Rabbis Without Borders
Rabbis Without Borders is a dynamic forum for exploring contemporary issues in the Jewish world and beyond. Written by rabbis of different denominations, viewpoints, and parts of the country, Rabbis Without Borders is a project of Clal – The National Jewish Center for Learning and Leadership.
I may have lit candles at synagogue earlier in the evening. And of course, I know that welcoming the Sabbath can happen anywhere. But there is something important for me about lighting candles at home, in my kitchen or on my dining room table, with my children if they are here, or by myself.
I understand that the timing is counter-cultural for some, a violation of Jewish law for many. The specifics of Shabbat candles per Jewish law? Light before the Sabbath begins, 18 minutes before for many.
I mean no disrespect. To the contrary. Shabbat is sacred and I endeavor to observe it as Reform Jew, in a way that is meaningful to me, and which respects tradition, too. Lighting Shabbat candles connects me across time and space, and I have learned to give myself the ability to mindfully focus on those connections.
When I light candles held in the colorful candle holders given to me by my dear friends Ted & Bec, the women with whom I spent a handful of the most beautiful Sabbaths of my life, I am brought back to a summer 30 years ago; the three of us met at a life-changing Jewish leadership camp in the southern California desert. When I light candles I am brought back to the Shabbat table of my childhood, where my mother lit the flames, my sister and I led blessings, and the four of us experienced the peace, raisin challah (only) and chicken (of course) of Shabbat dinner, if only briefly before my father, a synagogue rabbi headed to temple, often with us at his side.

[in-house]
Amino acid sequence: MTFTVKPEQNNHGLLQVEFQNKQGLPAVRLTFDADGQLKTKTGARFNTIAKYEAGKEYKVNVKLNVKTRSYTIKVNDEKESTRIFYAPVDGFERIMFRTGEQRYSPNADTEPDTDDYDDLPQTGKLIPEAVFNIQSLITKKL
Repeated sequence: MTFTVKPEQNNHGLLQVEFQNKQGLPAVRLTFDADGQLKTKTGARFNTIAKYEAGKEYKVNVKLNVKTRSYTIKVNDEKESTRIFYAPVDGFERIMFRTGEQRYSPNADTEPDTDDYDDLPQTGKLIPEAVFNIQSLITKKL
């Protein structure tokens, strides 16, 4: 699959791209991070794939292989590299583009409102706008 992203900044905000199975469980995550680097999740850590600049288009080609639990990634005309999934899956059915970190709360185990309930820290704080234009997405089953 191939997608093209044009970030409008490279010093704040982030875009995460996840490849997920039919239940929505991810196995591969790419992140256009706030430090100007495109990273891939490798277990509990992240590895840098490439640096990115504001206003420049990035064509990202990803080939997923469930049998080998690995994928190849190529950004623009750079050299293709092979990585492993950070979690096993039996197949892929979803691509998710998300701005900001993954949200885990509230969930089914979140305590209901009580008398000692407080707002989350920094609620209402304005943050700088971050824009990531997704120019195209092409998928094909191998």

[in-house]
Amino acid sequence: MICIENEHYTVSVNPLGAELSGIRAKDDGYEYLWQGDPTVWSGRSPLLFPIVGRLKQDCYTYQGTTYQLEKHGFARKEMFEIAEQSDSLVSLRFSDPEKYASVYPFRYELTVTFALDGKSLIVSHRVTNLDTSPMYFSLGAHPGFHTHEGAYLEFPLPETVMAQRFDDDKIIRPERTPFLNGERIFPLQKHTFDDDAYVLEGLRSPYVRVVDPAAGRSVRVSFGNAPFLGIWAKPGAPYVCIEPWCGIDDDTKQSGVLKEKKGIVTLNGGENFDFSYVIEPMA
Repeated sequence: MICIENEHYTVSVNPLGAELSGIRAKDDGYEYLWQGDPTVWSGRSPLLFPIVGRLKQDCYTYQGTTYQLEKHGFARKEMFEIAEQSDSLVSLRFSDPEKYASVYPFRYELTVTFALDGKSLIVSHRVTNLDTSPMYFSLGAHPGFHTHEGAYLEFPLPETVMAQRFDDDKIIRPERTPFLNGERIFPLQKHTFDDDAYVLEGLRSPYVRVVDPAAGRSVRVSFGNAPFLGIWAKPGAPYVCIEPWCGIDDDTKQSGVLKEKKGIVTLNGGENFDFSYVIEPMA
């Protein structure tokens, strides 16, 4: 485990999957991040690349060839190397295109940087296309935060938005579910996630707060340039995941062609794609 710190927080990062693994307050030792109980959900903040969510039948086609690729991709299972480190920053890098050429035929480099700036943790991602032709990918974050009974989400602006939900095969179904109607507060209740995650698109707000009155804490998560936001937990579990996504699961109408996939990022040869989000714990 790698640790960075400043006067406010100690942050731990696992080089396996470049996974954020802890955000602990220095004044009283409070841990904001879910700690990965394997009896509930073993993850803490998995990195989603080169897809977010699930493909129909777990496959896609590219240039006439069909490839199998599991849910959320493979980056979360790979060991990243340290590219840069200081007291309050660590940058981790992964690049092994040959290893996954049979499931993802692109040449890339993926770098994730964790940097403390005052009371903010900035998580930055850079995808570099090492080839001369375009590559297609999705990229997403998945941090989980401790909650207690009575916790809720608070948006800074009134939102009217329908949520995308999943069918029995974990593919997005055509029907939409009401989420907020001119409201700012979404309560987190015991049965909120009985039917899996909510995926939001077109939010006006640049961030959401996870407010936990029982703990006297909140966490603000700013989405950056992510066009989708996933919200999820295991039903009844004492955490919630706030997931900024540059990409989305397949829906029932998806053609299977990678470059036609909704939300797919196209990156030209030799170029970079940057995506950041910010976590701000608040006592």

When I light candles I am brought back to my great grandmothers whom I never knew. I light in a chain of women which likely skipped my grandmothers, but which my mother and father reconnected in our home. A chain that I continue, when my children are with me at the table, and when I am alone and standing at the kitchen counter.
I see that chain powerfully because of a conversation with my mom 25 years ago. I was a rabbinic student. For an assignment, I asked my mother about her beliefs — in God and in the Jewish practice she took on deliberately after growing up in a pretty non-observant home. I expected the pragmatic from my ever-practical Kindergarten teacher mother.
Her answer? A bit mystical, and a gift. Mom explained that the power of kindling Shabbat candles lay in seeing her grandmothers as she lit. There in her mind’s eye was gentle, Polish-born Ida, and tough America-born Sarah, each a keeper of the tradition in her small New York apartment.
When I light candles, my children argue over whose turn it is to kindle the flames with the extra long matches. I wish they didn’t fight, but they’re kids and it’s the magic of lighting a match. And then one of them strikes the flame. It radiates across time. Everyone is in my house. It is Shabbat.